Public school officials in Richmond, Va., are considering ways to offset mental exhaustion caused by virtual learning, especially among elementary school students.

Members of the Richmond School Board, who heard from teachers, parents and students this week on the matter, took into consideration concerns about long screen times, complex technology and a lack of teacher planning, which critics contend have led to stressful days and nights for students, a local CBS News affiliate reported.

“I am writing to support any motion to decrease the number of hours that students are required to be with their teachers online,” wrote parent Hannah Abbey. “We’re at the end of the second week and six hours a day for my child in kindergarten is pushing her too much. I’ve noticed an increase of aggression toward me in the form of angry outbursts three or more times a day. This is unlike my child. She’s doing her best but I’m afraid I’m asking too much of her.”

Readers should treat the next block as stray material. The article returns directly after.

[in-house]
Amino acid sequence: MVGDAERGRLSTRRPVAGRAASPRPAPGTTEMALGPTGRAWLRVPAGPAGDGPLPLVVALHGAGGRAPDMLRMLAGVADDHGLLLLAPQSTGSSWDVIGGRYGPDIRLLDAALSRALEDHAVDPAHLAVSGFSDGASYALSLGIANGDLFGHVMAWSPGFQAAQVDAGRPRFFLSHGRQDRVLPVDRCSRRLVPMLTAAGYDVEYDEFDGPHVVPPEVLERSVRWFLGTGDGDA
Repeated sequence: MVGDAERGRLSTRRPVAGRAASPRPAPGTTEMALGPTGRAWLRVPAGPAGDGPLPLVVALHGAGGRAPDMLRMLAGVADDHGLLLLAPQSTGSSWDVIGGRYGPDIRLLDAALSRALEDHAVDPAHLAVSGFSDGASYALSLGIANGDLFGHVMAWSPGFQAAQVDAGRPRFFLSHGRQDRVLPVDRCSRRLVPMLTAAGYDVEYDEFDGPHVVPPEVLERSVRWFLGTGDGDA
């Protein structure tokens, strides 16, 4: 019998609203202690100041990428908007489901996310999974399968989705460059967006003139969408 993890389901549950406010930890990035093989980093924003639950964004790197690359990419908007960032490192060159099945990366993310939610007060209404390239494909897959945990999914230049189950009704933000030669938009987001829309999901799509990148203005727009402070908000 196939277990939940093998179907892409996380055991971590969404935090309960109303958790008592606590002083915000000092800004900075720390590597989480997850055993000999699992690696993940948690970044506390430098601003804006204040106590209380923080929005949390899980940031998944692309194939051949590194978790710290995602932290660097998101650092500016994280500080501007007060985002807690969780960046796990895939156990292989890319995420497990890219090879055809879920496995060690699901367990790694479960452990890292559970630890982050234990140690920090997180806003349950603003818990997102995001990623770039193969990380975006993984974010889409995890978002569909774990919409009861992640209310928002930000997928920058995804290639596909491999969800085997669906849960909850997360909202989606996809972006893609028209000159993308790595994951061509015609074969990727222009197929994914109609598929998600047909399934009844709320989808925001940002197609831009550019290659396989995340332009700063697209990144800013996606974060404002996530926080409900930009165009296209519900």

As a result of the concerns, RPS has proposed a shorter school day for elementary students with more virtual instruction happening in the morning and small group, asynchronous work in the afternoon, the affiliate reported.

The report further states that officials have proposed a shorter day for certain middle schools, switching from a six-period schedule to a four-period schedule. For high school, draft proposals include splitting four periods into synchronous and individual learning time, giving students — especially for those with afternoon jobs — more flexibility.

This correspondent is a guest contributor to The Washington Informer.

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